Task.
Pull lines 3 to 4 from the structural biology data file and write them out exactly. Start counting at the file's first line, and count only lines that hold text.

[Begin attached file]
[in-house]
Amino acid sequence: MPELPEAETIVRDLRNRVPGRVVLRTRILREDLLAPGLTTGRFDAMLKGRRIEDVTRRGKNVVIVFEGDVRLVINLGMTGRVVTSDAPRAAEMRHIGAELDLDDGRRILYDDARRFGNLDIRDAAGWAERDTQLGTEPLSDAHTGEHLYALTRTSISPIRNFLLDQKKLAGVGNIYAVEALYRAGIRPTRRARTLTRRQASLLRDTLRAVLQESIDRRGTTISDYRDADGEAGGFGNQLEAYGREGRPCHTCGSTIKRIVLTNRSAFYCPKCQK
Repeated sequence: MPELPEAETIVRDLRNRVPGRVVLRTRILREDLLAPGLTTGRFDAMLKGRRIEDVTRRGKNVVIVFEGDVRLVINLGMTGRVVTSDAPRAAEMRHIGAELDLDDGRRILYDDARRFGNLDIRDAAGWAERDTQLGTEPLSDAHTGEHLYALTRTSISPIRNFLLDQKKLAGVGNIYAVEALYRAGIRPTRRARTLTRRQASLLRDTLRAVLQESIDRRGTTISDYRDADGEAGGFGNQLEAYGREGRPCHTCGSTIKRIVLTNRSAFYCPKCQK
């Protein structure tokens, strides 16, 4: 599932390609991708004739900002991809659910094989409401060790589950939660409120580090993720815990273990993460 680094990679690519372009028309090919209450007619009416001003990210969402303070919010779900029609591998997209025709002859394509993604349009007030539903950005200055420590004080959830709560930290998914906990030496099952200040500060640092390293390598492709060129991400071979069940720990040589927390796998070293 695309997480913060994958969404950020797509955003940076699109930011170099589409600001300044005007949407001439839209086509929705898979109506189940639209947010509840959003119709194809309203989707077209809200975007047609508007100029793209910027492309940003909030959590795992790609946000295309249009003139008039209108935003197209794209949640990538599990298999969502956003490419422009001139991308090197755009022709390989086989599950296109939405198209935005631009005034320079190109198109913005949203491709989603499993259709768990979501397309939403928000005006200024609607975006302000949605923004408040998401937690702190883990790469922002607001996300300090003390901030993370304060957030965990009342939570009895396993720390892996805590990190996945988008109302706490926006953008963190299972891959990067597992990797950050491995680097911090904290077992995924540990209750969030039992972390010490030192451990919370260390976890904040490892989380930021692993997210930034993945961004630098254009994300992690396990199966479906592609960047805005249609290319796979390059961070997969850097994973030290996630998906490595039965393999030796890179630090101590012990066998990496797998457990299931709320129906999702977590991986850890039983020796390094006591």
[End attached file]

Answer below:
Repeated sequence: MPELPEAETIVRDLRNRVPGRVVLRTRILREDLLAPGLTTGRFDAMLKGRRIEDVTRRGKNVVIVFEGDVRLVINLGMTGRVVTSDAPRAAEMRHIGAELDLDDGRRILYDDARRFGNLDIRDAAGWAERDTQLGTEPLSDAHTGEHLYALTRTSISPIRNFLLDQKKLAGVGNIYAVEALYRAGIRPTRRARTLTRRQASLLRDTLRAVLQESIDRRGTTISDYRDADGEAGGFGNQLEAYGREGRPCHTCGSTIKRIVLTNRSAFYCPKCQK
């Protein structure tokens, strides 16, 4: 599932390609991708004739900002991809659910094989409401060790589950939660409120580090993720815990273990993460 680094990679690519372009028309090919209450007619009416001003990210969402303070919010779900029609591998997209025709002859394509993604349009007030539903950005200055420590004080959830709560930290998914906990030496099952200040500060640092390293390598492709060129991400071979069940720990040589927390796998070293 695309997480913060994958969404950020797509955003940076699109930011170099589409600001300044005007949407001439839209086509929705898979109506189940639209947010509840959003119709194809309203989707077209809200975007047609508007100029793209910027492309940003909030959590795992790609946000295309249009003139008039209108935003197209794209949640990538599990298999969502956003490419422009001139991308090197755009022709390989086989599950296109939405198209935005631009005034320079190109198109913005949203491709989603499993259709768990979501397309939403928000005006200024609607975006302000949605923004408040998401937690702190883990790469922002607001996300300090003390901030993370304060957030965990009342939570009895396993720390892996805590990190996945988008109302706490926006953008963190299972891959990067597992990797950050491995680097911090904290077992995924540990209750969030039992972390010490030192451990919370260390976890904040490892989380930021692993997210930034993945961004630098254009994300992690396990199966479906592609960047805005249609290319796979390059961070997969850097994973030290996630998906490595039965393999030796890179630090101590012990066998990496797998457990299931709320129906999702977590991986850890039983020796390094006591």